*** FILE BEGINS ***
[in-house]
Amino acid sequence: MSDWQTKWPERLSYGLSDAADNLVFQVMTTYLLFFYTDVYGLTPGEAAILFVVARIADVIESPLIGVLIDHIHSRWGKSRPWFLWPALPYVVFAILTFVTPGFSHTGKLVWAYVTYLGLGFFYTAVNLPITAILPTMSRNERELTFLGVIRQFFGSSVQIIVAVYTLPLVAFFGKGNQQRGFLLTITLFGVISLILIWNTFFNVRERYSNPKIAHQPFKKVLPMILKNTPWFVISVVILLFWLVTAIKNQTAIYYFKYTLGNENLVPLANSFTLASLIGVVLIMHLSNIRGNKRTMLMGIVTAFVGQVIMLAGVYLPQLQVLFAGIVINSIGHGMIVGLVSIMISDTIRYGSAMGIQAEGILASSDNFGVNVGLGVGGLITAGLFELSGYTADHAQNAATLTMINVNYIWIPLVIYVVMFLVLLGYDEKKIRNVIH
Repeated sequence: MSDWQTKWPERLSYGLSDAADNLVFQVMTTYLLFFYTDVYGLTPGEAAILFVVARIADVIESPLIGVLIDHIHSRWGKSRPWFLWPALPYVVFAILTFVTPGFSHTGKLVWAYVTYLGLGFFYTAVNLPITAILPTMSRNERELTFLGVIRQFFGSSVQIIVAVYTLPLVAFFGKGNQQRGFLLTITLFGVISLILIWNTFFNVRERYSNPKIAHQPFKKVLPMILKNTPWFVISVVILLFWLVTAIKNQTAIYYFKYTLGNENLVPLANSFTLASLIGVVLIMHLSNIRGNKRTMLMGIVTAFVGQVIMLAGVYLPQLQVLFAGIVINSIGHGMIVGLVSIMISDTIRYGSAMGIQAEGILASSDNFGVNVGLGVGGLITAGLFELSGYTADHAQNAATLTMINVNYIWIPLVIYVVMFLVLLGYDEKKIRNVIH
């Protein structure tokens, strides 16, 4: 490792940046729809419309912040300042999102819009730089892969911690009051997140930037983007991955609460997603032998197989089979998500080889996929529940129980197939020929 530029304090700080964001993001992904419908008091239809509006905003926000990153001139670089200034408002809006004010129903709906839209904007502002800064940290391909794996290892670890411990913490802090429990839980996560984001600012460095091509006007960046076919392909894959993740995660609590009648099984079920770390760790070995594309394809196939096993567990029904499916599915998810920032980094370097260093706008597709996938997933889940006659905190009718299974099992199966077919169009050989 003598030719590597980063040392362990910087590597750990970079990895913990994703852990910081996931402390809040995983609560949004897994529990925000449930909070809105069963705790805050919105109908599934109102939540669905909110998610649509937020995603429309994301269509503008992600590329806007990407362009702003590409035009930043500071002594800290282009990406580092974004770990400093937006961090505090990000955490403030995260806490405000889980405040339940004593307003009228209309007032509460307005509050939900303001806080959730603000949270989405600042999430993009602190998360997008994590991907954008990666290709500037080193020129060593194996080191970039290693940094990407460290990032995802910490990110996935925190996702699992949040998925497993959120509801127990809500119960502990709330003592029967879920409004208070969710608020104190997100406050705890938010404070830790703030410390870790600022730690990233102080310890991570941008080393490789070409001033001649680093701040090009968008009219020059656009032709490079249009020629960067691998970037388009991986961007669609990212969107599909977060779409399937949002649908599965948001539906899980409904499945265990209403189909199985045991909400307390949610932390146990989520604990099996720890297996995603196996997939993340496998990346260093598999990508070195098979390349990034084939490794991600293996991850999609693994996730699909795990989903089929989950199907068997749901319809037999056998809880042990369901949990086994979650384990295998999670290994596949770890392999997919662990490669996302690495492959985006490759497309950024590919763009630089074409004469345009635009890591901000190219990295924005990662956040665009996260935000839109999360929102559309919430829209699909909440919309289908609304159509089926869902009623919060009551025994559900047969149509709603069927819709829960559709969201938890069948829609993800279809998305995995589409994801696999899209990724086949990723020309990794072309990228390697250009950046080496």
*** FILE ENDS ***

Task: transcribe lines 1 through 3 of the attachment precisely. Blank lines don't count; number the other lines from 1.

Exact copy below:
[in-house]
Amino acid sequence: MSDWQTKWPERLSYGLSDAADNLVFQVMTTYLLFFYTDVYGLTPGEAAILFVVARIADVIESPLIGVLIDHIHSRWGKSRPWFLWPALPYVVFAILTFVTPGFSHTGKLVWAYVTYLGLGFFYTAVNLPITAILPTMSRNERELTFLGVIRQFFGSSVQIIVAVYTLPLVAFFGKGNQQRGFLLTITLFGVISLILIWNTFFNVRERYSNPKIAHQPFKKVLPMILKNTPWFVISVVILLFWLVTAIKNQTAIYYFKYTLGNENLVPLANSFTLASLIGVVLIMHLSNIRGNKRTMLMGIVTAFVGQVIMLAGVYLPQLQVLFAGIVINSIGHGMIVGLVSIMISDTIRYGSAMGIQAEGILASSDNFGVNVGLGVGGLITAGLFELSGYTADHAQNAATLTMINVNYIWIPLVIYVVMFLVLLGYDEKKIRNVIH
Repeated sequence: MSDWQTKWPERLSYGLSDAADNLVFQVMTTYLLFFYTDVYGLTPGEAAILFVVARIADVIESPLIGVLIDHIHSRWGKSRPWFLWPALPYVVFAILTFVTPGFSHTGKLVWAYVTYLGLGFFYTAVNLPITAILPTMSRNERELTFLGVIRQFFGSSVQIIVAVYTLPLVAFFGKGNQQRGFLLTITLFGVISLILIWNTFFNVRERYSNPKIAHQPFKKVLPMILKNTPWFVISVVILLFWLVTAIKNQTAIYYFKYTLGNENLVPLANSFTLASLIGVVLIMHLSNIRGNKRTMLMGIVTAFVGQVIMLAGVYLPQLQVLFAGIVINSIGHGMIVGLVSIMISDTIRYGSAMGIQAEGILASSDNFGVNVGLGVGGLITAGLFELSGYTADHAQNAATLTMINVNYIWIPLVIYVVMFLVLLGYDEKKIRNVIH